Analyzing hologram construction fringes with a ZOS-API User Analysis

When designing an optical hologram, it is often important to analyze the fringe frequency on the element to ensure manufacturability. This article provides a User Analysis to allow such investigation into the sequential Hologram 1, Hologram 2, and Optically Fabricated Hologram surface types. The source code is also provided as a demonstration for creating User Analyses via the ZOS-API, as well as preparing the settings dialogue to allow for interactive customizability of the user analysis settings.

Authored By Zachary Derocher


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The tools available in sequential OpticStudio allow for hologram definition via interference of two construction beams. While the definitions are flexible, there is nothing preventing the user from simulating non-producible holograms with overly dense fringe patterns. This article presents ZOS-API Analysis for viewing the structure and density of the hologram fringes.

We provide the source code for the User Analysis as an example. This analysis makes use of the UserAnalysisSettings Mode; while not a complete walkthrough, this demonstrates how to initialize and retrieve values from a settings window in an API analysis.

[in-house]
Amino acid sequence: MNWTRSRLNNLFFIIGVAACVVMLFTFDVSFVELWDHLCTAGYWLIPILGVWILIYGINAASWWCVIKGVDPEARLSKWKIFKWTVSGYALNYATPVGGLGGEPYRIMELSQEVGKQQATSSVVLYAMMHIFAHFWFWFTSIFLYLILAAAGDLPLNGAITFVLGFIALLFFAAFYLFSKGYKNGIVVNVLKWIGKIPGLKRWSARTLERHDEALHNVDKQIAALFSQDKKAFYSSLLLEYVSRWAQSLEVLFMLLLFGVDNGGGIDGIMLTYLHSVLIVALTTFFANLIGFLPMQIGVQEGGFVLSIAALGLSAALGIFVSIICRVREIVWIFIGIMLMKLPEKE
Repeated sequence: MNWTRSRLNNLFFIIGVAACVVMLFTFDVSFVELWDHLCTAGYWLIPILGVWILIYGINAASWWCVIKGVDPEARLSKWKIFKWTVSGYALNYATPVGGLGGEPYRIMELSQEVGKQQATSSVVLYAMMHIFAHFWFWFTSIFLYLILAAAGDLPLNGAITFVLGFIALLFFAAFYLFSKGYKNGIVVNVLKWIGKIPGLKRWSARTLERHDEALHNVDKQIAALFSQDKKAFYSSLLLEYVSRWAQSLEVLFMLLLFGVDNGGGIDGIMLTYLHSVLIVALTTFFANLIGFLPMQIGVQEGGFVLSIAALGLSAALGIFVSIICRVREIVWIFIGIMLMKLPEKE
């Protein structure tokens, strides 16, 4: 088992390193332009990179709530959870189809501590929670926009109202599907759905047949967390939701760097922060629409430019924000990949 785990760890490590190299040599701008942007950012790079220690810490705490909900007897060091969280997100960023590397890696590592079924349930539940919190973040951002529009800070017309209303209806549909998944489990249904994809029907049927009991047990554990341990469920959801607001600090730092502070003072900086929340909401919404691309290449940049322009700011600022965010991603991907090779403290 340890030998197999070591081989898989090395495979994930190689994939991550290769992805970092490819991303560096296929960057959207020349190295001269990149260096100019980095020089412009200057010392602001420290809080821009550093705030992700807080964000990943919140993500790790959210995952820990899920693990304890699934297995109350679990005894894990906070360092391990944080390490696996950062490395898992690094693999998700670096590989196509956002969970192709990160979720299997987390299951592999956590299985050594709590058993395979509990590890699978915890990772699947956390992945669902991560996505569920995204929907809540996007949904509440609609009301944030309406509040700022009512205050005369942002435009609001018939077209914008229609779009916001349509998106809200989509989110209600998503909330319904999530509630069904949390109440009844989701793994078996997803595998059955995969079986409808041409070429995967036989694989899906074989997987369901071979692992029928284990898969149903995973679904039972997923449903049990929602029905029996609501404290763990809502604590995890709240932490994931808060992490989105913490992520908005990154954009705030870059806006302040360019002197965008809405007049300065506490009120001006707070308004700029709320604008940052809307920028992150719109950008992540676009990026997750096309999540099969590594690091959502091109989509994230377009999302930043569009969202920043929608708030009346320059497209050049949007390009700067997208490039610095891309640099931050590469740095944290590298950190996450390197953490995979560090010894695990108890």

Preparing and running the analysis

In order to run the analysis, download and unzip the article attachments. The solution file and relevant supplementary files (source, etc.) are availble in the project folder. The executable user analysis file “Hologram Construction Interference.exe” should be saved to the directory …\Documents\Zemax\User Analysis\. After the executable has been saved, OpticStudio should be closed and re-opened, and then the analysis "HologramFringes" will be available for use via The Programming Tab…User Analyses…Hologram Construction Interference.

Calculating the hologram fringe data

The interference data at any point on the hologram surface can be calculated based on the relative path lengths and the difference in the direction of energy propagation of rays emitted from the two construct sources towards that point. The user analysis is broken into 2 parts: first for the case of the Hologram 1 and 2 surfaces, and second for the case of the Optically Fabricated Hologram surface. The former uses a purely geometrical treatment, but the latter requires opening the construct files and performing real ray traces which consider the construct optics.

To calculate the fringe pattern in either the case of the Optically Fabricated Hologram or the Hologram 1 or 2 surface types, we can simply trace rays from the two constructs to the hologram surface and check their relative path lengths in order to find the interference pattern. In the user analysis, this computation is akin to an interferogram approach, based on the path length differentials.

As for the fringe density, this calculation is based on the difference in construct beam wave vectors (ray direction cosines) at a given point on the hologram surface, and the construct beam wavelengths. In free space, the interference looks like: